August 22nd, 2016
Got a Trade? Got it Made! Week is here!
Got A Trade Week is back for 2016. The national campaign to raise awareness of on-the-job training and careers in New Zealand’s trades and services is returning 22-26 August. The week also celebrates the talents and achievements of Kiwis making headway in their vocation.
The multi-channel campaign has been co-organised by Competenz and seven of the country’s industry training organisations representing more than 140 trades and services. Got A Trade will be promoted on TV, radio and via digital channels throughout August and into the beginning of September.
Competenz’ CEO Fiona Kingsford says that there are misconceptions on what a trade can represent. And that on-the-job training encompasses industries as diverse as butchery, to manufacturing, to refrigeration and air conditioning .
“There is a real and genuine demand from all trades for skilled people – for example we need 2,300 new people to butchery by 2020, while the mechanical engineering sector needs 5,400 new people in the same period in order to meet employment growth and replacement demand. Genuine career opportunities currently exist in 140 trades and services in New Zealand, yet the current housing crisis has led the public to mostly focus on the opportunities in the building and construction sectors,” said Kingsford.
“The manufacturing sector is most in need and calling out for 40,000 new people for it to keep up with growth and demand in the next four years. That’s an astounding yet exciting number of people learning new skills and contributing to moving our economy forward.”
In an increasingly technical world, the practical skills that can be gained in workplace training teach apprentices to help turn ideas, innovation and great thinking into reality.
“These are not just manual labour jobs; there’s been a shift towards highly skilled and technical roles. In today’s job market practical intelligence and technical trades are in very high demand, and this translates in to excellent earning potential,” said Kingsford.
Three years into his apprenticeship and by the end of each weekend, Ben Norton is looking forward to starting work again on Monday in the engineering workshop of Compac Sorting Equipment.
“I get paid to pursue and learn more about my passion all day. I thrive on the attention to detail, the satisfaction of taking a lump of raw steel and transforming it into a functional machine part. I’ve scarcely had a dull day since I started – one day I’ll be welding, turning and machining a drum-roller from scratch in manual and CNC machining centres, the next day I’ll be flying to South Carolina to help install a peach sorting machine. I couldn’t be happier or luckier.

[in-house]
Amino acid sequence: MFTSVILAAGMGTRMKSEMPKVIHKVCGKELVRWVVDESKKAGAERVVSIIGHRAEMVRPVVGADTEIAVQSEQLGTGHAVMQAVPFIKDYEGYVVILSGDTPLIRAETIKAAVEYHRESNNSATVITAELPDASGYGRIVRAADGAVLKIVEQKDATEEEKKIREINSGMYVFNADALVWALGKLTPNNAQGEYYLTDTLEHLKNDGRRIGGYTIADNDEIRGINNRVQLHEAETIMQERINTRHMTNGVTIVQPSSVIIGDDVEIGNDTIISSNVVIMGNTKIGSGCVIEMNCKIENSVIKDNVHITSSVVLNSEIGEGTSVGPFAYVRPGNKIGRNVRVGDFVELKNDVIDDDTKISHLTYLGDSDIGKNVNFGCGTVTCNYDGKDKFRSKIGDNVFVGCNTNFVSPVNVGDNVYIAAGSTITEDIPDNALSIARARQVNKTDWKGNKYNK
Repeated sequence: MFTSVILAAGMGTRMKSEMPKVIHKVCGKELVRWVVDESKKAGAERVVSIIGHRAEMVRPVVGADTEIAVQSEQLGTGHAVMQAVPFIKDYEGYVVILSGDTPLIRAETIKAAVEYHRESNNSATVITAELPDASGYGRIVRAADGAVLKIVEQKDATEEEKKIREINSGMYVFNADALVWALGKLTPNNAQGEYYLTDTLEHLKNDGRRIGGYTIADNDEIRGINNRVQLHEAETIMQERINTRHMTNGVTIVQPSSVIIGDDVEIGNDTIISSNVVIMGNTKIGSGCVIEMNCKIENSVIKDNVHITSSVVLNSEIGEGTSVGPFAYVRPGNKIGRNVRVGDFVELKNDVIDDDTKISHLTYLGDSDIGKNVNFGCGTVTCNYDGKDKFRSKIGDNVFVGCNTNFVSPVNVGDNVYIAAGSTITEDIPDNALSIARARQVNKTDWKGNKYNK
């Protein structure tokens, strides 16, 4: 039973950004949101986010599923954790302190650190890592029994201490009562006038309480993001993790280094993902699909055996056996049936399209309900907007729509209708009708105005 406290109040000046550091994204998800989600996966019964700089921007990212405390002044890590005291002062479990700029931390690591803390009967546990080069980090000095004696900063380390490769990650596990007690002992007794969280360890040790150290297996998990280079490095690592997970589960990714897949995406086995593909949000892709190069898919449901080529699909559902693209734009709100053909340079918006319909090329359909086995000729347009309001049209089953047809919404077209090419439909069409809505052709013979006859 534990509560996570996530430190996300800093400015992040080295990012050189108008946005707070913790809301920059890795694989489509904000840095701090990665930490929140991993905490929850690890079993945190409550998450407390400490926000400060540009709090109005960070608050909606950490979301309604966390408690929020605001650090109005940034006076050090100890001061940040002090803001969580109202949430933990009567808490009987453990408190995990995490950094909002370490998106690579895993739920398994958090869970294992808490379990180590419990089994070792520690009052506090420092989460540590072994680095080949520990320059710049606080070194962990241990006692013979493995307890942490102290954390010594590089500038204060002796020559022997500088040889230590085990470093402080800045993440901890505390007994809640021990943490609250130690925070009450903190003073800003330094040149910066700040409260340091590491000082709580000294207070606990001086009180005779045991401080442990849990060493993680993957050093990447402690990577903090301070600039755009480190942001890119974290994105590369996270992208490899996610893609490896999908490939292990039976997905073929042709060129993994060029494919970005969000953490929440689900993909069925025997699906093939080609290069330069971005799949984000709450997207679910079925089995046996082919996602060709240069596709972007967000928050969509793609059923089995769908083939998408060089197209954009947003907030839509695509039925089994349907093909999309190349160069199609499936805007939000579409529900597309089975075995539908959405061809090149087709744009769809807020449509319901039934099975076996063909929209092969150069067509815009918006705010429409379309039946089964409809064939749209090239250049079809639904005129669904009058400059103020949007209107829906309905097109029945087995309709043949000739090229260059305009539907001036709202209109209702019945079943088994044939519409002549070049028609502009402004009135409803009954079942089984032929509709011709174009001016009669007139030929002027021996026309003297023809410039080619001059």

“Of course being an apprentice I’m very good mates with the broom too – but that’s just as important as the finished product,” said Norton.
Kingsford says school leavers like Ben who were encouraged by their family and school to pursue trades training, will ultimately reap the rewards of a country demanding a skilled workforce.
“Trades and workplace training offers a genuine career pathway and there are rich opportunities for the trades in New Zealand now, with the well-documented skills shortage and the demand for skilled labour into the future.”
While employers benefit from training their people to nationally recognised qualifications.
“Businesses who employ apprentices are building the skills that help their operations run productively and safely, while lifting quality and reducing downtime and waste – as well as boosting employee confidence, job satisfaction and loyalty. All this means a more competitive business. It also means the industry as a whole benefits from a more skilled pool of talent,” says Kingsford.
“With only 28 percent of school leavers going to university, Got a Trade Week is about showcasing the opportunities that exist out there for the other 72 percent.”
Got a Trade Week will be launched at Parliament on Monday 22 August. The week also features the Future Business Leader’s Forum and Awards on Thursday 25 August where New Zealand’s ‘bright young things’ in trades and services will gather to learn about furthering their careers.